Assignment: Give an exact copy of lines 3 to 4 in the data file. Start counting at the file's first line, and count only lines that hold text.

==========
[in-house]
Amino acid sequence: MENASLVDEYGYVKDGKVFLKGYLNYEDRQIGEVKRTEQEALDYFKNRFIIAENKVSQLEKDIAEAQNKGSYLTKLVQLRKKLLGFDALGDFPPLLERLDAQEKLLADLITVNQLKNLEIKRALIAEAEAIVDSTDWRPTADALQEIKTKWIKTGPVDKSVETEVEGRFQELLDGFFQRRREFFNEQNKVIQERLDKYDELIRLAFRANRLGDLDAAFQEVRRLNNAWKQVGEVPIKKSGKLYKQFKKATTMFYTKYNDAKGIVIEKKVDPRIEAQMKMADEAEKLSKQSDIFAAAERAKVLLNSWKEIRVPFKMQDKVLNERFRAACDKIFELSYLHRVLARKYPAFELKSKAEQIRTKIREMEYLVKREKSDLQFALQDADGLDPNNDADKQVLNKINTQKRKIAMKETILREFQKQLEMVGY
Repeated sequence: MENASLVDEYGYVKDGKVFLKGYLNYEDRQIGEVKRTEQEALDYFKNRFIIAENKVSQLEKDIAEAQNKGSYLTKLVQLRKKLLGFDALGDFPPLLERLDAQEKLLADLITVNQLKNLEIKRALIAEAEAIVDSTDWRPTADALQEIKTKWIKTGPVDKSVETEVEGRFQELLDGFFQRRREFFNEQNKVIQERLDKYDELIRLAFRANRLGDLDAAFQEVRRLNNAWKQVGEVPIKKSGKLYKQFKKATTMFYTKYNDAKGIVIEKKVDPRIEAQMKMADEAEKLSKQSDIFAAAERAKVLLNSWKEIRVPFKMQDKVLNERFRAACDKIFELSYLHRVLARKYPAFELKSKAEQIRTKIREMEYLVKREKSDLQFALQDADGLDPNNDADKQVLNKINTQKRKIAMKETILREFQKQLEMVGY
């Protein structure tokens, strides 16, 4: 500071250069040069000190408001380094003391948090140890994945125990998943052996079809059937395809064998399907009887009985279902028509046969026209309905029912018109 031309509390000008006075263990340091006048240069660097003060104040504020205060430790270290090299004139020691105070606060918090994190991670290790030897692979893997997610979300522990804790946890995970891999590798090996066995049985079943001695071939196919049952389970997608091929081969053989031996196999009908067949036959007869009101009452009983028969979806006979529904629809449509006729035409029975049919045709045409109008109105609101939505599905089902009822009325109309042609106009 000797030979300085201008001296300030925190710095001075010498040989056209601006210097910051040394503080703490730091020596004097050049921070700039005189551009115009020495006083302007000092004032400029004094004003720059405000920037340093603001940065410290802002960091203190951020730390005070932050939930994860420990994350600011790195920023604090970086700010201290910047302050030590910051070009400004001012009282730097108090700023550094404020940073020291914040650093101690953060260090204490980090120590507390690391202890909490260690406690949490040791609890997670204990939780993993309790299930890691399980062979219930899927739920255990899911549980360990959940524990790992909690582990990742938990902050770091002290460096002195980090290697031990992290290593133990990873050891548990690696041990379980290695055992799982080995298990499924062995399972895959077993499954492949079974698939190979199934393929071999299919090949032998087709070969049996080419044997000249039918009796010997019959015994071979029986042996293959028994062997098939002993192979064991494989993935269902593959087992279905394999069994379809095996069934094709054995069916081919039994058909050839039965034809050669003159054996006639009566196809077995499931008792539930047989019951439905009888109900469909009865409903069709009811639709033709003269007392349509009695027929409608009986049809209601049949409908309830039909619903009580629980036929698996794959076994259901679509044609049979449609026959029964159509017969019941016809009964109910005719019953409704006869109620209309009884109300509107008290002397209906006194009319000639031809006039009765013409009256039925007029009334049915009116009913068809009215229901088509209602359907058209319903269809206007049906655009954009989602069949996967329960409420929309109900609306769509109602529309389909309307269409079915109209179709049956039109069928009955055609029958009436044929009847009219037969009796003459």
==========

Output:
Repeated sequence: MENASLVDEYGYVKDGKVFLKGYLNYEDRQIGEVKRTEQEALDYFKNRFIIAENKVSQLEKDIAEAQNKGSYLTKLVQLRKKLLGFDALGDFPPLLERLDAQEKLLADLITVNQLKNLEIKRALIAEAEAIVDSTDWRPTADALQEIKTKWIKTGPVDKSVETEVEGRFQELLDGFFQRRREFFNEQNKVIQERLDKYDELIRLAFRANRLGDLDAAFQEVRRLNNAWKQVGEVPIKKSGKLYKQFKKATTMFYTKYNDAKGIVIEKKVDPRIEAQMKMADEAEKLSKQSDIFAAAERAKVLLNSWKEIRVPFKMQDKVLNERFRAACDKIFELSYLHRVLARKYPAFELKSKAEQIRTKIREMEYLVKREKSDLQFALQDADGLDPNNDADKQVLNKINTQKRKIAMKETILREFQKQLEMVGY
């Protein structure tokens, strides 16, 4: 500071250069040069000190408001380094003391948090140890994945125990998943052996079809059937395809064998399907009887009985279902028509046969026209309905029912018109 031309509390000008006075263990340091006048240069660097003060104040504020205060430790270290090299004139020691105070606060918090994190991670290790030897692979893997997610979300522990804790946890995970891999590798090996066995049985079943001695071939196919049952389970997608091929081969053989031996196999009908067949036959007869009101009452009983028969979806006979529904629809449509006729035409029975049919045709045409109008109105609101939505599905089902009822009325109309042609106009 000797030979300085201008001296300030925190710095001075010498040989056209601006210097910051040394503080703490730091020596004097050049921070700039005189551009115009020495006083302007000092004032400029004094004003720059405000920037340093603001940065410290802002960091203190951020730390005070932050939930994860420990994350600011790195920023604090970086700010201290910047302050030590910051070009400004001012009282730097108090700023550094404020940073020291914040650093101690953060260090204490980090120590507390690391202890909490260690406690949490040791609890997670204990939780993993309790299930890691399980062979219930899927739920255990899911549980360990959940524990790992909690582990990742938990902050770091002290460096002195980090290697031990992290290593133990990873050891548990690696041990379980290695055992799982080995298990499924062995399972895959077993499954492949079974698939190979199934393929071999299919090949032998087709070969049996080419044997000249039918009796010997019959015994071979029986042996293959028994062997098939002993192979064991494989993935269902593959087992279905394999069994379809095996069934094709054995069916081919039994058909050839039965034809050669003159054996006639009566196809077995499931008792539930047989019951439905009888109900469909009865409903069709009811639709033709003269007392349509009695027929409608009986049809209601049949409908309830039909619903009580629980036929698996794959076994259901679509044609049979449609026959029964159509017969019941016809009964109910005719019953409704006869109620209309009884109300509107008290002397209906006194009319000639031809006039009765013409009256039925007029009334049915009116009913068809009215229901088509209602359907058209319903269809206007049906655009954009989602069949996967329960409420929309109900609306769509109602529309389909309307269409079915109209179709049956039109069928009955055609029958009436044929009847009219037969009796003459």